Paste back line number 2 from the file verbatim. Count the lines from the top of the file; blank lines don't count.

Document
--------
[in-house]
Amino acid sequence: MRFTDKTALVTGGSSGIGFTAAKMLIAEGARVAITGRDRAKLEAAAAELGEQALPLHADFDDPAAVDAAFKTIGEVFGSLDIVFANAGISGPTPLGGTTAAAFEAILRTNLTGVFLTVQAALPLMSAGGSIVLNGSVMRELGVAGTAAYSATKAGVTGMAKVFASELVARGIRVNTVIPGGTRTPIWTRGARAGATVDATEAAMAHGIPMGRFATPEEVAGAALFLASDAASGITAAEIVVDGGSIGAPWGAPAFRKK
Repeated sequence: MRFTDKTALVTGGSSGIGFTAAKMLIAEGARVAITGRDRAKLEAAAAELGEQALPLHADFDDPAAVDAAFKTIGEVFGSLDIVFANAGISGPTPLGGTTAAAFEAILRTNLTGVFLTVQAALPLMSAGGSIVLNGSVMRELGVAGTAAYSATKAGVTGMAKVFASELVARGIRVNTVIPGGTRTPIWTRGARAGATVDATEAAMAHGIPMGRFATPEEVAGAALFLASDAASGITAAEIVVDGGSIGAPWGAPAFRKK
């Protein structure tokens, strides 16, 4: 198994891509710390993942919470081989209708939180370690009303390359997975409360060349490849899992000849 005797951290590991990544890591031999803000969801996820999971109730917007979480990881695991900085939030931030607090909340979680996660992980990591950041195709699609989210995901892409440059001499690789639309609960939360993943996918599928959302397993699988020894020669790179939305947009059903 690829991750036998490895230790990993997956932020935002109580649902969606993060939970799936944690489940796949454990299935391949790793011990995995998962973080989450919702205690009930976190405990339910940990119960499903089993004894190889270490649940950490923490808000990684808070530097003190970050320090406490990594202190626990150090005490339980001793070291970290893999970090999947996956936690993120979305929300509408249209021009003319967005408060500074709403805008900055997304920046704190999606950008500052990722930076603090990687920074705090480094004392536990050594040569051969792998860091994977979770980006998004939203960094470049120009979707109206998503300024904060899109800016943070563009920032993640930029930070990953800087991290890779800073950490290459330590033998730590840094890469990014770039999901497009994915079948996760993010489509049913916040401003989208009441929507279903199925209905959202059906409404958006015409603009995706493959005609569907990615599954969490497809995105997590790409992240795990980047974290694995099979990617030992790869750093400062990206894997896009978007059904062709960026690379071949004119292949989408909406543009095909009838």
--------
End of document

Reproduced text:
Amino acid sequence: MRFTDKTALVTGGSSGIGFTAAKMLIAEGARVAITGRDRAKLEAAAAELGEQALPLHADFDDPAAVDAAFKTIGEVFGSLDIVFANAGISGPTPLGGTTAAAFEAILRTNLTGVFLTVQAALPLMSAGGSIVLNGSVMRELGVAGTAAYSATKAGVTGMAKVFASELVARGIRVNTVIPGGTRTPIWTRGARAGATVDATEAAMAHGIPMGRFATPEEVAGAALFLASDAASGITAAEIVVDGGSIGAPWGAPAFRKK